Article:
As mid October arrived I started to search for turning leaves and classic signs of Autumn, but in vain. With such mild temperatures, the trees have determinedly held on to their cloaks of green as long as possible to maximise their intake of food.

A Stroll in Blickling Estate at the start of half term week yielded some fallen leaves but the canopy was disappointingly still richly decked in a gown of glorious green, with only the occasional tree starting to offer up a hint of gold at the very top of their crowns.

At last on a visit to Wells-Next-The-Sea at the end of the week, the mood had started to shift and begun to evoke a more autumnal tone. A gorgeously mild day, I watched several Red Admirals dancing brightly in the deceptively warm golden rays of the afternoon sun, but at last, I finally saw my first fully golden-gowned birch tree!

Meanwhile, further along the pathway, a suitably russet-hued Common Darter dragonfly cast a long shadow as it perched on a fallen pine introducing rich red umber tones to the Autumnal palette. 

Phew! - our tardy Lady Autumn really has finally arrived with her gown of gold, just in time for the clocks to go back.

A red Common Darter dragonfly enjoying late October sunshine on a fallen pine tree

A still green canopy at Blickling Estate

A birch tree dressed in full golden regalia

A Spotty New Arrival

The Nar Cottage wildlife garden is starting to become quite mature now, so we were really excited today to spot a new species to the Garden...and a first sighting for me to boot!

Our first ever four-spotted chaser dragonfly (Libellula Quadrimaculata) was perched up by our our wildlife pond, looking glamourous as he posed.

We were even more delighted when he suddenly started zooming round and hooked up with a mate who then started ovipositing, so hopefully in a few years time we may see some more!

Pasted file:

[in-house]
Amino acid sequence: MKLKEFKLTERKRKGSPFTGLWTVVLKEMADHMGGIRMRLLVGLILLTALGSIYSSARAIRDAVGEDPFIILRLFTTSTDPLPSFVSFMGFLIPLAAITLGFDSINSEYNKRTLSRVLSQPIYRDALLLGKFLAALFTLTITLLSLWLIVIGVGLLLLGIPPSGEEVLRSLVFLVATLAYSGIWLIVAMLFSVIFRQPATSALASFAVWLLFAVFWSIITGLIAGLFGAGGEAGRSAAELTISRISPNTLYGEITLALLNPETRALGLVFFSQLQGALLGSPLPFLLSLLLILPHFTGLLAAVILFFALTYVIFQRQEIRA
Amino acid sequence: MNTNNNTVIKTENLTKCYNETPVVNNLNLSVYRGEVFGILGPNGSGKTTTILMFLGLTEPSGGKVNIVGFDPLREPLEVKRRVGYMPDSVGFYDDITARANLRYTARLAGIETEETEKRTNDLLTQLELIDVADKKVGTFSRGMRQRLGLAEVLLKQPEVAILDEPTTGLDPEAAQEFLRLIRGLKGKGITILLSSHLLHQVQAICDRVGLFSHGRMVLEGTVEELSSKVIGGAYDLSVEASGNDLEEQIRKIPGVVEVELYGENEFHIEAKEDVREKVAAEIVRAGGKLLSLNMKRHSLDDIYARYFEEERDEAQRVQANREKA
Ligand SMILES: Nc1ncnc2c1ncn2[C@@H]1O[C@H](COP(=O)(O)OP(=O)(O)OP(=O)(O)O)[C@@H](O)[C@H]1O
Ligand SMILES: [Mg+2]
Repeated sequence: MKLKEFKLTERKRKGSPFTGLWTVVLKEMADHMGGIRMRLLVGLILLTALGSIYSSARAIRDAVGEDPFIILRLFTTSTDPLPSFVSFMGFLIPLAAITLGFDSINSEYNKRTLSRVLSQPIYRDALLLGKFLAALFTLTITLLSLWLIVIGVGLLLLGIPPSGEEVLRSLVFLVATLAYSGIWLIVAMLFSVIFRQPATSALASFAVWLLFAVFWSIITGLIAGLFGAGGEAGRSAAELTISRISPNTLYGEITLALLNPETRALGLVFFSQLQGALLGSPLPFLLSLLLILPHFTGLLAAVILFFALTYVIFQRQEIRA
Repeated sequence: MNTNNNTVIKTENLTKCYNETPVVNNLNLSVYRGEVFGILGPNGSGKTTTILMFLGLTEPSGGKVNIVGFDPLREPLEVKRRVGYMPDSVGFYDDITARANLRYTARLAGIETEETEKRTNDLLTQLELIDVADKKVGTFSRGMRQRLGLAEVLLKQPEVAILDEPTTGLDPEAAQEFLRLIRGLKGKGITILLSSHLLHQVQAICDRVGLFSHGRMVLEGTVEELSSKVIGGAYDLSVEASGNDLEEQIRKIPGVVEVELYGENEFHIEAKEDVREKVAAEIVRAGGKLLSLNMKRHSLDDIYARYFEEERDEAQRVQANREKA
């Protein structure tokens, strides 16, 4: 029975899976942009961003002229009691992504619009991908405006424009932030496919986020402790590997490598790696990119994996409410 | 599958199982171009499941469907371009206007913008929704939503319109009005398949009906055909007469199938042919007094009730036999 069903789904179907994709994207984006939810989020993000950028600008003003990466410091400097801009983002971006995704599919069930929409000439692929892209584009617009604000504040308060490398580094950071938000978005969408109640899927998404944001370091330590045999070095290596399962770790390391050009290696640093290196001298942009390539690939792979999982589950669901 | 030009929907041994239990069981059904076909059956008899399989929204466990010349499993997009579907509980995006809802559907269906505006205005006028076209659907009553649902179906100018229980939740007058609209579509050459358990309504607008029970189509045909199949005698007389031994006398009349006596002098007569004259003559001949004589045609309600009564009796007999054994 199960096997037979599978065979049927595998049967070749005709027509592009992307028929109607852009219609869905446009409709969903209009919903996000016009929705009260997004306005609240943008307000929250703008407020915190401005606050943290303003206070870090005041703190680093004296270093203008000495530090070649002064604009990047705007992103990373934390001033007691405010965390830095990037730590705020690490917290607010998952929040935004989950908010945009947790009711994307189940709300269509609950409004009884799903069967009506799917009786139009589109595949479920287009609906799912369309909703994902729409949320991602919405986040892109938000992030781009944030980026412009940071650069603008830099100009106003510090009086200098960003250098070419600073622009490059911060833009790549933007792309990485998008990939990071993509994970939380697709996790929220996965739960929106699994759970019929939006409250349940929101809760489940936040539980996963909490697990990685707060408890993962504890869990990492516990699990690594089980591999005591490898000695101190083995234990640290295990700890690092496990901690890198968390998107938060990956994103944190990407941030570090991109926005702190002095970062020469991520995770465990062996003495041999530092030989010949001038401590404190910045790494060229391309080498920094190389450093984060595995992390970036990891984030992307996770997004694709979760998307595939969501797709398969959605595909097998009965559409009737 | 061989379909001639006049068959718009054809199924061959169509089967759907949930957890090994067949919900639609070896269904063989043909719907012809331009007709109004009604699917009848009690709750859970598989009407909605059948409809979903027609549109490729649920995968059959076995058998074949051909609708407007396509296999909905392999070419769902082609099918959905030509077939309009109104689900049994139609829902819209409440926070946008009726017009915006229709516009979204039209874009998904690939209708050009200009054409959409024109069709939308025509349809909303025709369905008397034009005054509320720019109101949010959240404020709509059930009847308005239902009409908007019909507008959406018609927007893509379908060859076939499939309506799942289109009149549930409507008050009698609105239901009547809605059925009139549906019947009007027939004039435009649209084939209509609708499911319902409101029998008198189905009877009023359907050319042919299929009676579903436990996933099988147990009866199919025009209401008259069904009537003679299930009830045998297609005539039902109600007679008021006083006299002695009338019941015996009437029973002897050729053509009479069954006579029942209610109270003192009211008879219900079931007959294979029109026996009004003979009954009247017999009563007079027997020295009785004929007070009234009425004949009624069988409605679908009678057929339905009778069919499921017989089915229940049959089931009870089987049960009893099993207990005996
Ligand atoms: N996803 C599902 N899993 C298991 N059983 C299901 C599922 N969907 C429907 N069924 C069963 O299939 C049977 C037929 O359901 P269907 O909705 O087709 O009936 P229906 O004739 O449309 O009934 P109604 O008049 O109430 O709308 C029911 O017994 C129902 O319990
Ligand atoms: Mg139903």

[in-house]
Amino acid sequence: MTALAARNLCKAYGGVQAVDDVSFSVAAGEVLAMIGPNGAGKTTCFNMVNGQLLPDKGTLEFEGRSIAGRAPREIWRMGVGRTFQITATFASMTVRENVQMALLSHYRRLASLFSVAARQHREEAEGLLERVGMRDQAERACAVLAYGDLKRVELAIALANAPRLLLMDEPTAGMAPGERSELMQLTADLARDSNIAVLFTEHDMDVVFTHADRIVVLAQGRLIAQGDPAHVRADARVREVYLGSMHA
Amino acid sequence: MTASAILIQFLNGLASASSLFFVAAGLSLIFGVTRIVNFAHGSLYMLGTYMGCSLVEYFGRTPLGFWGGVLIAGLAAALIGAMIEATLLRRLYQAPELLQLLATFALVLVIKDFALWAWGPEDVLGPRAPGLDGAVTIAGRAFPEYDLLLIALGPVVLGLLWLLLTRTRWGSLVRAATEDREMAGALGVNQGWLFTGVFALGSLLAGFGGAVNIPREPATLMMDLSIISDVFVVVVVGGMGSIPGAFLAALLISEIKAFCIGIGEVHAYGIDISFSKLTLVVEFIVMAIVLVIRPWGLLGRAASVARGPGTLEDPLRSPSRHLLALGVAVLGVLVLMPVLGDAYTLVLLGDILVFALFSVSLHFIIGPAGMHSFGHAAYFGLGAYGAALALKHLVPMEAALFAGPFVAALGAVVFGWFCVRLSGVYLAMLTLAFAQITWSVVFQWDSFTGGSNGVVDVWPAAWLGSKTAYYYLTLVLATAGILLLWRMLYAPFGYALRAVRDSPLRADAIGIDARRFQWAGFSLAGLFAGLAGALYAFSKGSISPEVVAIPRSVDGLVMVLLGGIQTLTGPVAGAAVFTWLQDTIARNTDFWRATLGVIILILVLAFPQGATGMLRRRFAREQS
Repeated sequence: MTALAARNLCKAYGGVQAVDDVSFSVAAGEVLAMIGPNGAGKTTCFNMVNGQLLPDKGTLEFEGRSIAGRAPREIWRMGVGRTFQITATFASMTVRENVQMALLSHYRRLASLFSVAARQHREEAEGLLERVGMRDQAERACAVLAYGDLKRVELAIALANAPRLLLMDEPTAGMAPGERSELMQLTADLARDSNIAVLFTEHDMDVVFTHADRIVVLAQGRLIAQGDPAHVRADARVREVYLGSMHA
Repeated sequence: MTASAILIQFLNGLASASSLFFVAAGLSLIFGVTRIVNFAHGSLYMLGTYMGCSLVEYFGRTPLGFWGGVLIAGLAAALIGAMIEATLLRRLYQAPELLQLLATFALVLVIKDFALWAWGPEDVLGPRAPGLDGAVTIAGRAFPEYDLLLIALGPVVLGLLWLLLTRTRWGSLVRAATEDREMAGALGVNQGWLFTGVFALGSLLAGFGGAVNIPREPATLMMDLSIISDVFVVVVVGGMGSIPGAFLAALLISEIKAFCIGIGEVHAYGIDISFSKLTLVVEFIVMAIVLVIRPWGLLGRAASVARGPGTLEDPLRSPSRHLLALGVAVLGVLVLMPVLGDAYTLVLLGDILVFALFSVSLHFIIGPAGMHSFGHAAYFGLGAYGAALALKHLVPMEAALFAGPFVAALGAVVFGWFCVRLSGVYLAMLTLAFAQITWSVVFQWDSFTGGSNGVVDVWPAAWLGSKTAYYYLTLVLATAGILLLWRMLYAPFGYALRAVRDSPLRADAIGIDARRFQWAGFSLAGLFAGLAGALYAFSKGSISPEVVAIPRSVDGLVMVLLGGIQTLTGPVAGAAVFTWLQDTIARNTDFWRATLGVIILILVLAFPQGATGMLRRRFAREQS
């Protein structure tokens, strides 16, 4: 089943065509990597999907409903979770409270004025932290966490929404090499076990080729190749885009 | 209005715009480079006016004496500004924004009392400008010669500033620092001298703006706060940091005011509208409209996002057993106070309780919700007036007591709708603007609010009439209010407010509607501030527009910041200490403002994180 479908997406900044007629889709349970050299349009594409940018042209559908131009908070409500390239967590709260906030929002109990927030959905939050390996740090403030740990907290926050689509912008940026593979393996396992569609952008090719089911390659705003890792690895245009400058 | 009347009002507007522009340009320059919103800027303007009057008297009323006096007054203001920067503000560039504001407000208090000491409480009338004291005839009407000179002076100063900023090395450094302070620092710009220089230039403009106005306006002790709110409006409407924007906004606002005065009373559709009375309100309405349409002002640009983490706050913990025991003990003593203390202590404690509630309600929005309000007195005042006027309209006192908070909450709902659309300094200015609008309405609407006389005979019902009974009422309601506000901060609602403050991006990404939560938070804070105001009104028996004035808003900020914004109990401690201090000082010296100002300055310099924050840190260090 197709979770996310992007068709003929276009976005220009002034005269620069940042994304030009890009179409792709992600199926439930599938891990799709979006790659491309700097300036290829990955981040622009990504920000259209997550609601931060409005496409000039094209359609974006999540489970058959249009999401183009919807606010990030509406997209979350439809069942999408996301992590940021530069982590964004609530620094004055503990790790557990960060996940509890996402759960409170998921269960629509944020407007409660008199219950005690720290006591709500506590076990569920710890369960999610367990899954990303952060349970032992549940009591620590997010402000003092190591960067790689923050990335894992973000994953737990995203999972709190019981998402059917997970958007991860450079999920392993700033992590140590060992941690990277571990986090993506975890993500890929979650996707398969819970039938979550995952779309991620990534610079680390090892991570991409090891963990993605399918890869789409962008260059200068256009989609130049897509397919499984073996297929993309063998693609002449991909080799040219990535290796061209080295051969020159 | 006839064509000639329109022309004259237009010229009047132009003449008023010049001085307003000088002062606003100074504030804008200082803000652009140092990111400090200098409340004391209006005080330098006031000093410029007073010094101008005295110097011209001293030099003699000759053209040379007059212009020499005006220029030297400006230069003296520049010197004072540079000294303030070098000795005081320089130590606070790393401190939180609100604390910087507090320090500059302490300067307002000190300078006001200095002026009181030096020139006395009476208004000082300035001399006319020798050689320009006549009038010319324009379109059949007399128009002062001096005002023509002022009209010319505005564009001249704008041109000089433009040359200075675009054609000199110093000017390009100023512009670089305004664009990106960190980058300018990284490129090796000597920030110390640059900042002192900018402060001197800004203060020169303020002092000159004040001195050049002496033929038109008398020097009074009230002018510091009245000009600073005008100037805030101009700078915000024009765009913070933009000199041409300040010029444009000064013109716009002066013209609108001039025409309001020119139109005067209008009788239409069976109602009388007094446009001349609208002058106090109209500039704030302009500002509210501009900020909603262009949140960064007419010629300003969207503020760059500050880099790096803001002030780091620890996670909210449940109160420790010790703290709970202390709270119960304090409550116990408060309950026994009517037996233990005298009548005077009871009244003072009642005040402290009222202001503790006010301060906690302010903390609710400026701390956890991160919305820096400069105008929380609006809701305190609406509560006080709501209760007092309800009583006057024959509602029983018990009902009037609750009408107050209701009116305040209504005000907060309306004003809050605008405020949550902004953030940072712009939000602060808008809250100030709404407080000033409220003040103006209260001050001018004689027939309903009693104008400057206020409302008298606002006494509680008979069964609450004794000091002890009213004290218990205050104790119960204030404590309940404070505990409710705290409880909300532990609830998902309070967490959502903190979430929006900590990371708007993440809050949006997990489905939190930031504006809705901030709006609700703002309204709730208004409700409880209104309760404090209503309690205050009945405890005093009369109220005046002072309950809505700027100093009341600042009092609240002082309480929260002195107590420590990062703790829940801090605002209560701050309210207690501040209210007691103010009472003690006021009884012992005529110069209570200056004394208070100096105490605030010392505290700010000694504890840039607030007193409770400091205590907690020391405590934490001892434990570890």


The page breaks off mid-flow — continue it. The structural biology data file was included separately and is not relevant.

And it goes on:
Here there be Dragons

Its been a big week for Nar Cottage's wildlife garden as we discovered that our first "home grown" dragonfly had completed its three year lifecycle. This photo is of an emperor dragonfly nymph "exuvia", the exoskeletal shell left behind after the nymph transforms into a dragonfly and emerges as a winged adult. The Emperor's emergence happens overnight so sadly we didn't see it happening.

Emperor dragonfly Exuvia

Emperors are know as early pioneers of new ponds and were one of the very first visitors to our brand new, bare-earthed pond back in 2013. Three years on and our pond looks very different, teeming with aquatic life and surrounded by lush native plants and wildflowers creeping to cover much of its surface.

The Emperor dragonflies never returned after that first season, but we continued to see lots of Broad-bodied Chasers, Southern Hawkers as well as damselflies about.  Emperors will predate upon other chaser dragonflies, so I hope our population of those survives its emergence!

Broad-bodied chaser dragonfly

In between the summer storms we've been having I made a quick dash over the the Norfolk Broads in my first attempt to see a swallowtail butterfly. I had no joy but did see my first broad-bodied chaser dragonfly which was busy egg laying in a pool. [singlepic id=232 w=700 h=0 float=center]

Southern Hawker

Male Southern Hawker Hovering

Its late summer and already the weather is feeling very autumnal. I recently visited one of my favourite secluded dragonfly haunts and found the southern hawkers and common darters still zooming about and dancing over the water.

Hawker dragonflies are a fearless and highly competitive dragonfly species. They spend most of their time in flight hunting out smaller insects as prey.

[singlepic id=22 w=600 h=400 float=right] They are also highly competitive. It's beautiful to watch them do acrobatic battles with other dragonflies above the water, quite often there are conflicts between several dragonflies at once, reminiscent of a battle of Britain dogfight.

Like most predators. hawker dragonflies are very curious by nature and quite often one would come right up to hover in front of me for a few seconds before "buzzing" me and zooming off again. This shot was quite a challenge - it was taken handheld using manual focusing on my 180mm macro lens.

 
Photo Of The Month August 2011 - Hovering Southern Hawker Dragonfly Taken: Sole Common Pond, West Berkshire